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Nordic holds ribbon cutting for Pooler expansion

  • Don Schoenl, center, President and CEO of Nordic, cuts the ribbon during a ceremony that marked the doubling the size of the cold storage facility in Pooler.
  • Visitors to the Nordic Logistics and Warehousing recent expansion visit a freezer filled with chicken. (Photos by Steve Bisson/Savannah Morning News)
  • Visitors tour the new addition to Nordic Logistics that doubled the capacity of its Savannah operation.
  • Don Schoenl, President and CEO of Nordic, speaks at the ribbon cutting ceremony that doubled the capacity at its Pooler location.

Nordic Logistics and Warehousing officially opened its new cold storage and blast-freezing facility in Pooler with a ribbon-cutting Friday.

The 200,000-square-foot expansion off Jimmy DeLoach Parkway doubles capacity for the company, which opened a 200,000-square-foot phase one facility in April 2013.

Don Schoenl, president and CEO of Nordic, said an expansion had always been in the works, but to have it open three years almost to the day of phase one was quite a feat. He credited much of the success to the support of Savannah’s business friendly organizations and partnerships.

“... We take it for granted when we’re here in Savannah how easy it is to do business. Whether it’s the port, the city of Pooler or (Savannah Economic Development Authority), it’s just, ‘What do you need and how do we need to help?’” he said.

“And if the rest of the world was like that, we’d have facilities in a hundred different countries, so thank you for what you do. You make our job easy.”

Combined, the buildings have the capacity to hold almost 50,000 tons of cargo, which comes from 75 different countries. The expansion also brings 70 new employees, who Schoenl said are dedicated and always willing to help.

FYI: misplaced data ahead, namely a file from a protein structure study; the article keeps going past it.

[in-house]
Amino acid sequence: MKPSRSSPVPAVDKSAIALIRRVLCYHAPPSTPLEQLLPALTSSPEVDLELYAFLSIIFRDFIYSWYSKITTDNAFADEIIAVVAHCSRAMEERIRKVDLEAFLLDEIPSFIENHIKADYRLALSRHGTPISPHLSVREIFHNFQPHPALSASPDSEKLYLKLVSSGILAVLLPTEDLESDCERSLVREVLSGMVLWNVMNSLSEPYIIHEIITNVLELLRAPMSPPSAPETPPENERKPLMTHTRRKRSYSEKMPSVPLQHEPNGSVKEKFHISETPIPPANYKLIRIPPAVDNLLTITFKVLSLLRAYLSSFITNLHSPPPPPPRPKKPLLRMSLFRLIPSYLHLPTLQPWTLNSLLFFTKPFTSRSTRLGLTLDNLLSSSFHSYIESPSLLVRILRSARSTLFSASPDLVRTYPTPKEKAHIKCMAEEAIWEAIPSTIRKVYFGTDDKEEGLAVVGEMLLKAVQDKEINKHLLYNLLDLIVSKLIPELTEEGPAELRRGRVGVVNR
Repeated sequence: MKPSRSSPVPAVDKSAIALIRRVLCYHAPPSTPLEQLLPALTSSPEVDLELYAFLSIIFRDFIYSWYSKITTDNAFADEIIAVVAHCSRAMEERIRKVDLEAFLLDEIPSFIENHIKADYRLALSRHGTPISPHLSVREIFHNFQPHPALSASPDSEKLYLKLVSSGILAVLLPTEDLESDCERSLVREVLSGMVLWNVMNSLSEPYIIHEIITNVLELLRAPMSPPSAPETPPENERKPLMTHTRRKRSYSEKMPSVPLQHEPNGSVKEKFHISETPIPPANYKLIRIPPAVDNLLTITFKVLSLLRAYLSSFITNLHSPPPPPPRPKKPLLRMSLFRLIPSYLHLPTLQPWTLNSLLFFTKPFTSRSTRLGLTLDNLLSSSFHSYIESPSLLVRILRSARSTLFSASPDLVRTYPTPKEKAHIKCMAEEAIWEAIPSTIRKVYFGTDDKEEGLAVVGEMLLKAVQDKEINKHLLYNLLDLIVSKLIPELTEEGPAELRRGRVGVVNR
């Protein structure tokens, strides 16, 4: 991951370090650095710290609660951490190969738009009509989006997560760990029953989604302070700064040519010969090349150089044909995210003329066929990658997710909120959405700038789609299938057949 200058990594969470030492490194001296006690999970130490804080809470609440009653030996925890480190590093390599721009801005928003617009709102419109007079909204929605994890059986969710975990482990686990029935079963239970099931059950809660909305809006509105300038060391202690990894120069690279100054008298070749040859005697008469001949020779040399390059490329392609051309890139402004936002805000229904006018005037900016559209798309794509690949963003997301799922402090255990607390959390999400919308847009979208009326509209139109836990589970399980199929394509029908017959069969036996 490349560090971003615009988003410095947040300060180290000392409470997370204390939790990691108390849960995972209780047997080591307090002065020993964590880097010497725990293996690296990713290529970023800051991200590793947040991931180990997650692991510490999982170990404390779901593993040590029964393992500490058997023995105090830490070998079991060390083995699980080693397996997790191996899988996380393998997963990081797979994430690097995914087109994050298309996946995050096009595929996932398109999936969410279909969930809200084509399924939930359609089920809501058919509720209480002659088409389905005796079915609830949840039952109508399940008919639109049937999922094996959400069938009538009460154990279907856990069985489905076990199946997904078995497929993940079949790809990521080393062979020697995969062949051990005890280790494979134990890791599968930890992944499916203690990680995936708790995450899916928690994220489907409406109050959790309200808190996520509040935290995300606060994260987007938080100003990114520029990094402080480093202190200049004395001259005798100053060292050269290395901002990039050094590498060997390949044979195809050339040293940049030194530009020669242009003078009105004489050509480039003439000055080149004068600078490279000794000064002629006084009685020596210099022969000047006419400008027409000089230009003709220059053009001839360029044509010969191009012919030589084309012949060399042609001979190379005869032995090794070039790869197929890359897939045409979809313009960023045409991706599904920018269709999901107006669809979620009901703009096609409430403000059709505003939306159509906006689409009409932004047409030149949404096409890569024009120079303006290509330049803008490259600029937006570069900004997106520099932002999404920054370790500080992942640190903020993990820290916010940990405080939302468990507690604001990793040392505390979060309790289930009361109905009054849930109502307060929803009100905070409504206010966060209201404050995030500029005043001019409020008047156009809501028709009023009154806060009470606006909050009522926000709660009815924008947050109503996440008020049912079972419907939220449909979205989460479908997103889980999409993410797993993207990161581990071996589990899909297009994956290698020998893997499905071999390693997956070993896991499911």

“The people who work here every day, the management staff and employees are the best people in the world. This is a difficult environment, I throw nothing but curveballs, and they hit them out of the park,” Schoenl said.

Pooler Mayor Mike Lamb and incoming Georgia Ports Authority Executive Director Griff Lynch also spoke at the ceremony, both of them praising the partnership between their organizations and Nordic.

“It’s not been like a business that comes to your city, it’s been more like a partnership and almost family,” Lamb said, adding that with a facility that at its lowest point registers negative 25 degrees, it is, in fact, cooler in Pooler.

“Let me tell you, this is the coolest place around,” he said.

For its part, the Georgia Ports Authority has invested $300 million at its Garden City container terminal to install 104 refrigerated cargo racks and more than 700 plug-ins for containers, giving the terminal the ability to power 3,234 chilled containers at a time.

“It’s an incredible opportunity,” Lynch said of Nordic’s growth, commitment and accessible location off Jimmy DeLoach Parkway, which is just six miles from the Garden City terminal.

“I would challenge anybody to replicate what’s happening here and find somewhere that’s doing what we’re doing. It’s just unheard of,” he said.

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